I walked out to show Bingley, hank in hand, scissors in other while he looked at me confusedly. "Did you cut your hair?" was the answer to my lifted eyebrow, followed by "You look 12, maybe 13". And I kind of do. Fringe falling into my eyes, dark and smooth and shiny and hair longer than it has been in years, curling down my back.
I'm not sure exactly what possessed me. It wasn't a bubbling idea in the background that came forth, it was an eyes in the mirror decision, to change something. Be someone different for a while. Do something ridiculous. I had spent the morning cleaning the kitchen, and then paying bills and organising salary sacrificing paperwork when something inside me snapped. Needed release, as I calmly sharpened my scissors before setting about to hack away at the most visible feature I've ever had.
When the shock had worn off, and the humour and delicious impish delight at having done something so reckless kicked in, I took a mandatory selfie and sent it to a friend, giggling as I did so, because the ridiculousness had set in. And the response from her, and later facebook friends was that I had somehow managed to cut my hair into the style of Zooey Deschanel, one of the original manic pixie dream girls.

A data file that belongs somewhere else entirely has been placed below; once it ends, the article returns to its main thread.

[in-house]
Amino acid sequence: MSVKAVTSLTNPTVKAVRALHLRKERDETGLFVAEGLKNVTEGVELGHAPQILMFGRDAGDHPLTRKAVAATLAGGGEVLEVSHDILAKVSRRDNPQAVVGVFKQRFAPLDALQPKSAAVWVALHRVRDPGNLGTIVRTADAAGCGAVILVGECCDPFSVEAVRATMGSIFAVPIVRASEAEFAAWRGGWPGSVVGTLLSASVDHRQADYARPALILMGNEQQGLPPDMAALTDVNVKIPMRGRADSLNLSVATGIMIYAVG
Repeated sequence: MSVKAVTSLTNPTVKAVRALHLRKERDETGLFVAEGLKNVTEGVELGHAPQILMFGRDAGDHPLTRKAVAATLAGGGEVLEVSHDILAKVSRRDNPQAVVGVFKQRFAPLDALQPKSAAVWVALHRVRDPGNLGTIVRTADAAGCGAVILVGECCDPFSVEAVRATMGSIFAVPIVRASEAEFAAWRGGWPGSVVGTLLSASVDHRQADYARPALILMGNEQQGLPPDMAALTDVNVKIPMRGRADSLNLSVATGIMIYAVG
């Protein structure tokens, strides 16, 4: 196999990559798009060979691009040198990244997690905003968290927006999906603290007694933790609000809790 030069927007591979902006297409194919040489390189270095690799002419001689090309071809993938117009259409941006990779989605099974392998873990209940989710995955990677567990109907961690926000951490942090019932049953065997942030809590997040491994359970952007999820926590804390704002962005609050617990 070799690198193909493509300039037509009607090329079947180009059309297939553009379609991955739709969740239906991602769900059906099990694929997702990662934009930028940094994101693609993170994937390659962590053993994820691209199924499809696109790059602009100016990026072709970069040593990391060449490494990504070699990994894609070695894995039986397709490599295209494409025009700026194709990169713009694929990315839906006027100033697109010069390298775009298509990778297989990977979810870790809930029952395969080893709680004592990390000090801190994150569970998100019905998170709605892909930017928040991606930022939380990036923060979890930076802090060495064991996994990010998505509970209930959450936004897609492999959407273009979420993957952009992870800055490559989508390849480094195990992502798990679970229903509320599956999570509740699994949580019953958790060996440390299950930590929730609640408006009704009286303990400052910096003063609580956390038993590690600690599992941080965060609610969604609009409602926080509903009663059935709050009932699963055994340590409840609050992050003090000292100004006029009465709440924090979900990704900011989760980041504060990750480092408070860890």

I was never really that girl. I didn't have the chance. I've been a grown up since the day I became a mother at 22 and I think, sometimes, that shes' still in there trying to get out - not satisfied with sensibility and Mom jeans.
Over the last few days, many of my friends have been posting old pictures on facebook. Highschool and college photos of shiny happy people in the prime of their lives. And the comment from so many, as they looked at pictures of their past selves, was that they wished they could look like that again, be as free as that again. But when I look at the unsure girl of then, and the way she dressed and how self conscious she was, always, I don't want to be her again.
I want to be the girl who buys a ludicrously short dress because of the ruffles and the way the fabric feels on her skin. Who buys a belt of bells to give it shape and wears it barefoot. I want to be the girl that buys an acid green shirt dress, and wears it to work with patent nude pumps and a tied leather belt. I want to be the girl who wears a suit with a pencil skirt and a purple top tucked into the waistband with very high courts. I want to be the girl who wears shoes with buckles and deadly sharp points, that clack across tiles.
But most of all I want to be the girl who wears those things and isn't self conscious. Who not only cuts her hair into thick bangs that can't just be washed out and hidden away, but puts in a sparkly head band and grows long lost dimples in her cheeks at the very thought of them. Who demands to have her photo taken instead of hiding behind her friends. I want to be me.